Sciatica is often confused. It can be a serious condition or it may be an irritation that is easily corrected. How do you know? If know the answer to three questions, then you can decide whether you can correct your sciatica yourself or you need to seek help from a structural specialist.

For more information on Sciatica issues just visit Sciatica - http://www.back-pain-advisor.com/sciatica.html

Receive a free e-book on back pain when you subscribe to our newsletter, just click here - Back Pain Adviser - http://www.back-pain-advisor.com/back-pain-adviser.html

Accu-SPINA machine, which treats chronic back pain in 86%-94% of patients without surgery. You may find the website at SpinaProgram.com

There are many easy-to-do exercises for your abdominal muscles. The key is to actually do them - and do them after you're finished doing the rest of whatever exercises you've scheduled for that day. How often? Three times a week is plenty. Abdominal routines are quick - no more than 10 minutes. And, remember to use your abdominal muscles throughout the day. Imagine your abdominals are being pulled in and lifted up. This is not a "tightening" - your thought should be "activate". Your body will know what to do, once you've started adding consistent abdominal training to your exercise routine.

If you think you may be suffering from sciatica, be sure and contact your physician to get a proper diagnosis! Liana Mirkin is the IT Director for Spina Systems International, Inc., a company which specializes in distributing the

Can you actually imagine being free of sciatica? Do you really believe there is a cure, so you can enjoy all the activities you use to do? Wouldn't life be perfect again if that pesky sciatica disappeared once and for all!

What is sciatica? Sciatica is the official name given to a pain in the leg, foot, or buttock, brought on by a form of irritation to the sciatic nerve, the longest nerve in the entire body.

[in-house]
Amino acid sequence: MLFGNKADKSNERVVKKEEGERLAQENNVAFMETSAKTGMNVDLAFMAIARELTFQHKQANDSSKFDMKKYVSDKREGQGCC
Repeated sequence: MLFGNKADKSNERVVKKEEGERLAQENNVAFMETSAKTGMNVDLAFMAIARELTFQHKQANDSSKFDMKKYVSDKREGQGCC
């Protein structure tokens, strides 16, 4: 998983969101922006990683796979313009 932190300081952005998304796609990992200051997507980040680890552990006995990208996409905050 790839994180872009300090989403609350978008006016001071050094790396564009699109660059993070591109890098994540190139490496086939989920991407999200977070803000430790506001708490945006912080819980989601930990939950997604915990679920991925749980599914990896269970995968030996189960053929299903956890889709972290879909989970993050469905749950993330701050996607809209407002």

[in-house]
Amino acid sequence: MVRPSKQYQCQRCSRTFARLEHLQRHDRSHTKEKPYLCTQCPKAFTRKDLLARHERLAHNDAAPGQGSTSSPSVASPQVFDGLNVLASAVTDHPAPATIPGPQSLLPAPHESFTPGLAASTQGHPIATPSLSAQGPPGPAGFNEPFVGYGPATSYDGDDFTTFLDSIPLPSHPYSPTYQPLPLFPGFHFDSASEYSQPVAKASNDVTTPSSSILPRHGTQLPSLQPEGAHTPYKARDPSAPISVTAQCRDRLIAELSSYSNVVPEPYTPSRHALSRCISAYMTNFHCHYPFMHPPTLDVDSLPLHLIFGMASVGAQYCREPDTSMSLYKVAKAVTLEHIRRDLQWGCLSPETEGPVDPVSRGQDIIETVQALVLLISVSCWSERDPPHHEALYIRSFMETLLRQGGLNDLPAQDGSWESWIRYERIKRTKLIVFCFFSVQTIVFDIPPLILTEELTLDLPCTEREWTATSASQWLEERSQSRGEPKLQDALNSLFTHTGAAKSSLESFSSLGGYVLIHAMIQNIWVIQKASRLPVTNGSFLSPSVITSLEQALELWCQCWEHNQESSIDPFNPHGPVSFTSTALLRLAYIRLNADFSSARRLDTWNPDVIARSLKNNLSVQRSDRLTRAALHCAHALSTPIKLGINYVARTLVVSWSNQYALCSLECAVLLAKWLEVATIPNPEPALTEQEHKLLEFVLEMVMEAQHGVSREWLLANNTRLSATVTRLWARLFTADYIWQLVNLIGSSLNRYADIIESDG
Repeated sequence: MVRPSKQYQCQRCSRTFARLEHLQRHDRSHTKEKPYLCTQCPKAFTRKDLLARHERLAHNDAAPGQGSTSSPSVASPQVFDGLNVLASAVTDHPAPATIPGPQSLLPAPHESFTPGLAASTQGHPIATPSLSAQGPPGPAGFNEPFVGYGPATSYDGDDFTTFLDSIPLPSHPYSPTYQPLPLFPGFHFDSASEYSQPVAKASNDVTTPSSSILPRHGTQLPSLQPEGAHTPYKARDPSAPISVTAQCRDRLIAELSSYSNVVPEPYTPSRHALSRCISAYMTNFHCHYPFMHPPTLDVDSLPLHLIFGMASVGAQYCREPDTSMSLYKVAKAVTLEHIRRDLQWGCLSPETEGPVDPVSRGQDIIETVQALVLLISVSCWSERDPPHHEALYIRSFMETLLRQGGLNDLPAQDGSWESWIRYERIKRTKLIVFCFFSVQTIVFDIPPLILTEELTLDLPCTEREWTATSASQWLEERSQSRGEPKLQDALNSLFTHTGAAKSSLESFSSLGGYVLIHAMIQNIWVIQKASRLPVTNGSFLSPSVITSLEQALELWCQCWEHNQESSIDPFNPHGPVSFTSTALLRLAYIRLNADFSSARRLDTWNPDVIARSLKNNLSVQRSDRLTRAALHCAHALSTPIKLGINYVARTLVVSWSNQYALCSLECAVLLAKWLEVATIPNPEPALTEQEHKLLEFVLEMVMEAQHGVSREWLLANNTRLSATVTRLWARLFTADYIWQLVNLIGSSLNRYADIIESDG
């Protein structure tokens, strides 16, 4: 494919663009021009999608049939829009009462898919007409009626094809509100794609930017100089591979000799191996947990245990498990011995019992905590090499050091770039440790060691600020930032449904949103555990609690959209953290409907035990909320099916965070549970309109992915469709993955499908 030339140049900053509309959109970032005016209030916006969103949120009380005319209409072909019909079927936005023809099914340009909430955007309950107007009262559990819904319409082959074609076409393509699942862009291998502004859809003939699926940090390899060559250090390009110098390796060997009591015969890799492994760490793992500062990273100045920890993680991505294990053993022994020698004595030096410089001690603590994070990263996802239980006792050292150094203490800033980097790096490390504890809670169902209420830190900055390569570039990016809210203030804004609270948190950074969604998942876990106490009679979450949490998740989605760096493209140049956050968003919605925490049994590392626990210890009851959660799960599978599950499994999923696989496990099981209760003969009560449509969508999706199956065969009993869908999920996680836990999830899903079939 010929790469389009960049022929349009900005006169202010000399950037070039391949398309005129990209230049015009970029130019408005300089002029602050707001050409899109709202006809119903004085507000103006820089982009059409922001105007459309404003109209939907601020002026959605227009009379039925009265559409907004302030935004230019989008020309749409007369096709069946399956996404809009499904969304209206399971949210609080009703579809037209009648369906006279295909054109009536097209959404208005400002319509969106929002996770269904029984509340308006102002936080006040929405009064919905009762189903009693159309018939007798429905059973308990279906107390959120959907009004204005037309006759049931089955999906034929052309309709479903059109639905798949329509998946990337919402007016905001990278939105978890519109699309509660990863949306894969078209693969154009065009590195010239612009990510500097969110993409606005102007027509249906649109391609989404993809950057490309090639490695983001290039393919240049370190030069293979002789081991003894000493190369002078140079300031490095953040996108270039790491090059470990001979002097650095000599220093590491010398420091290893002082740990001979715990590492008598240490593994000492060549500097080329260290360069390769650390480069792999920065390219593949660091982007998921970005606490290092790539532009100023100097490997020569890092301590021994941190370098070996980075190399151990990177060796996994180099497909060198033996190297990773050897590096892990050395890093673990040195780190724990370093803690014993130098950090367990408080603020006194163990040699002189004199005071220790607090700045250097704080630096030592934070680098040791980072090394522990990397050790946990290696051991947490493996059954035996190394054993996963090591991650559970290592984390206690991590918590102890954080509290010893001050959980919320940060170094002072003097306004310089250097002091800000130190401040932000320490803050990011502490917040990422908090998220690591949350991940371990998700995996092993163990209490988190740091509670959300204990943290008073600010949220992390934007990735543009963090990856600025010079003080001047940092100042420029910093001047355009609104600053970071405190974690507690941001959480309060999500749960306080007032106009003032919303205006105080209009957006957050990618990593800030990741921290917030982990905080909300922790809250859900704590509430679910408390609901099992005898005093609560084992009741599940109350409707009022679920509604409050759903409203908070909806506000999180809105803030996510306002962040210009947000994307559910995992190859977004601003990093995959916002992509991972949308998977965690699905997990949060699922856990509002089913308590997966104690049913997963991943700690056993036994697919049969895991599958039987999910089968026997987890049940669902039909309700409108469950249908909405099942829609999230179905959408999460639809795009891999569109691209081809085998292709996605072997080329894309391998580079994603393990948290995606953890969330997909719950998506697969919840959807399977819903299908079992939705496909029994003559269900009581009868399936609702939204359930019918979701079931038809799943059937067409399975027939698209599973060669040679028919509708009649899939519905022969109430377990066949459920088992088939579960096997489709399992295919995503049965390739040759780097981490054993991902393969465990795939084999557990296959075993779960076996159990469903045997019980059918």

A related risk factor is weak abdominal muscles. When you were a kid, at some point one of your gym teachers probably told you to "suck in your stomach". Actually, it turns out that was pretty good advice. Your abdominal muscles support the muscles of your lower back. If your abdominals are weak or if you're not using them - letting them hang out and droop instead of keeping them activated - your body weight has to be held up by the muscles of your lower back. They're not designed to do that - they're designed to move your spine around. And eventually, these lower back muscles will give way under the excess strain. The result is a very painful lower back injury.

Risk factors for back pain may also be found in your personal and family medical history.2,3 During your initial visit your chiropractor will ask you about accidents and surgeries you've experienced, and discuss any important elements in your family history. For example, surgery to remove an inflamed gallbladder or appendix or to repair a hernia may result in weakened abdominal muscles. A motor vehicle accident or a fall from a height may have caused injuries that healed with soft tissue scarring.

Piriformis Syndrome Due to the lack of MRI or x-ray findings, it may be difficult to diagnose and treat piriformis syndrome. The piriformis muscle connects to the thighbone, assists in hip rotation and is located in the lower part of the spine. When muscle spasms develop in the piriformis muscle thereby compressing the sciatic nerve, Piriformis syndrome develops. The sciatic nerve runs beneath the piriformis muscle. Piriformis syndrome is named for the piriformis muscle and the pain caused when the muscle irritates the sciatic nerve. Lumbar Bulging or Herniated Disc

Question 3... What caused your sciatica? If you have had a fall or injury then sciatica needs attention. Sciatica at times is caused by disc injuries and spinal conditions that relate to joint instability. These need to be assessed and treated accordingly. Although the majority of sciatic nerve irritation comes after situations that appear completely normal. Your normal daily activity should not cause sciatica, however a build up of tension can lead to sciatic nerve problems.

Proper stretching and exercising, combined with over-the-counter pain medications can assist on the road to recovery. If your pain is not relieved by the milder pain medications, your doctor may prescribe a naroctic analgesic. However be advised that these medications can cause nausea, dizziness, and drowsiness, and may result in dependency if taken over long periods of time. In extreme cases, surgery may be required to remove fragment of the disc.

Amanda Baker writes for http://tobeinformed.com


Anna R. Guidry